The wild west was full of surprises. Most of them were decidedly unpleasant. A sleeping bag-nested rattlesnake here, a touch of tuberculosis there. Life came fast and hard and pleasant surprises were few and far between. It's that frontier styled expectation that kept my hopes low regarding the Billy the Kid Museum in Canton, TX.
Best case scenario, I thought, was a kitschy roadside diversion. Worst case scenario: a boring building with nothing in it. Well, my friends, the Billy the Kid Museum did not disappoint. And it offered a surprise that did NOT lead to a slow and/or painful death. You can't ask for more than that in your wild west experience.
I had driven past the ominous site a hundred times on various trips to East Texas. It's located in Canton, TX whose claim to fame is "First Monday Trade Days" which may or may not be the world's largest flea market. Suffice it to say, if you are looking for a particular item, it can be haggled for at First Monday.
The exterior of the Museum had always been, at the very least, attention grabbing:
So on this trip my curiosity won the battle it was having with my sense of self preservation and I made the stop.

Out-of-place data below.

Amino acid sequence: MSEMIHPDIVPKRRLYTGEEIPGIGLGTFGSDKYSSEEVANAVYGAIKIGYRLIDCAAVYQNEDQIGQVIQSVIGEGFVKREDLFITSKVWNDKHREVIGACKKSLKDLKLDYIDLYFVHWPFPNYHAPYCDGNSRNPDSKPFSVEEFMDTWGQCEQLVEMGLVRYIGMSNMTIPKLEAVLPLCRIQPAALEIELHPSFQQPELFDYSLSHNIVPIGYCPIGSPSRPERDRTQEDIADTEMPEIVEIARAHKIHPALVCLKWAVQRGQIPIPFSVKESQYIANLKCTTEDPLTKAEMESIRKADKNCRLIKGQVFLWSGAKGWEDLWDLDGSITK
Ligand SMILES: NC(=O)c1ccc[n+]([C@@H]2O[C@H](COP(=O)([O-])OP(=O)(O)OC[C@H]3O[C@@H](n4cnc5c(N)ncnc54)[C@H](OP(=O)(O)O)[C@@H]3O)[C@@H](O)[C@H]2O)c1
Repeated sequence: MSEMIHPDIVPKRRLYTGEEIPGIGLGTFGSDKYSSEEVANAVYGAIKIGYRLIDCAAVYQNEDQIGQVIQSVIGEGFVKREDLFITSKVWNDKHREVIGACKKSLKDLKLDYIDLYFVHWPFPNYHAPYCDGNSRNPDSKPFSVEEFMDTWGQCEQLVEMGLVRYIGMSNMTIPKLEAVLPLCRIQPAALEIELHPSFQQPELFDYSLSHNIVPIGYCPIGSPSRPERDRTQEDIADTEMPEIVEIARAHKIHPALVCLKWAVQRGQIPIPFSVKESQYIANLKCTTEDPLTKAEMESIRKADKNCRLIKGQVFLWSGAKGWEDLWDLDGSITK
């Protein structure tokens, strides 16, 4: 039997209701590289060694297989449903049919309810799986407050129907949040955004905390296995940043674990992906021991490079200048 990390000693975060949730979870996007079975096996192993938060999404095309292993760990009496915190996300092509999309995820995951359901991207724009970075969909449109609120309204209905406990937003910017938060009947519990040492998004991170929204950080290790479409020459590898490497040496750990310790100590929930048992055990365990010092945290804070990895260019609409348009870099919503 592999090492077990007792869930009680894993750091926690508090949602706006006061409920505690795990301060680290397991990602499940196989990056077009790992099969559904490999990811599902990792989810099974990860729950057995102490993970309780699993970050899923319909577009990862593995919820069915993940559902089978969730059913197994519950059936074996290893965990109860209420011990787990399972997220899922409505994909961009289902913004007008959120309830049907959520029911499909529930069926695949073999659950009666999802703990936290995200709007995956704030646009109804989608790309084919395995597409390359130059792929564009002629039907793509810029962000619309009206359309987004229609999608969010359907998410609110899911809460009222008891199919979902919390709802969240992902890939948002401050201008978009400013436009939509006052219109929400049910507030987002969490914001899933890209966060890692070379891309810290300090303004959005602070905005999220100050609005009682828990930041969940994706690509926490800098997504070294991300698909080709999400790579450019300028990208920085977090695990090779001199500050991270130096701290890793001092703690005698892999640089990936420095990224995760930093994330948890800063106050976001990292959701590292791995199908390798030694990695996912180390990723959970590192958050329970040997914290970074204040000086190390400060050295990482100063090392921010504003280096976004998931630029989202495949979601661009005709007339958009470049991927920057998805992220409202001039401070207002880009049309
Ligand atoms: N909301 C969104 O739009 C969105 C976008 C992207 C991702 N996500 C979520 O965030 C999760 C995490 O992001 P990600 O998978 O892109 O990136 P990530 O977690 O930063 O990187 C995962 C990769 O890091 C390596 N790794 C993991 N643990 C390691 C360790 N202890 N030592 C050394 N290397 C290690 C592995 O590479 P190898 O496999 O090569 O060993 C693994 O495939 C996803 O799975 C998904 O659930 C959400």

Inside, amongst the livestock remains, wanted posters and a lengthy dissertation linking LBJ to the Kennedy assassination, I found what can only be described as "the best Billy the Kid Comic Book collection in the world." There was even a laminated piece of paper that said so. And you know if it's laminated they mean business.
I have to admit to only having a marginal knowledge of western comics. I know they were big in the 50's and that they starred both real and fictitious protagonists. It was something of an eye opener when I saw not one, but EVERY wall plastered with Billy the Kid comics.
And not just the Kid, but the Texas Rangers, the original Rawhide Kid, the Cheyenne Kid and even Zorro. If it rode a horse and had a predilection towards shouting "yeehaw" then the odds are that it ended up in comic form at one time or another.
While the main focus of the museums seems to revolve around the legend of an elderly Billy the Kid retiring and living out the rest of his days in a small Texas town (instead of being shot and killed by at a young age as most "traditional" historical accounts claim), other Texas legends get coverage as well. The afore mentioned Kennedy assassination garnered its own room and mini-exhibit. Legendary Texas gangsters Bonnie & Clyde are also included with these eerily lifelike representations:
But for me it was the comic book collection that really set this place apart from other roadside attractions. There's something to be said for for the element of surprise. And there's nothing better than finding a niche comic book collection where you least expect it.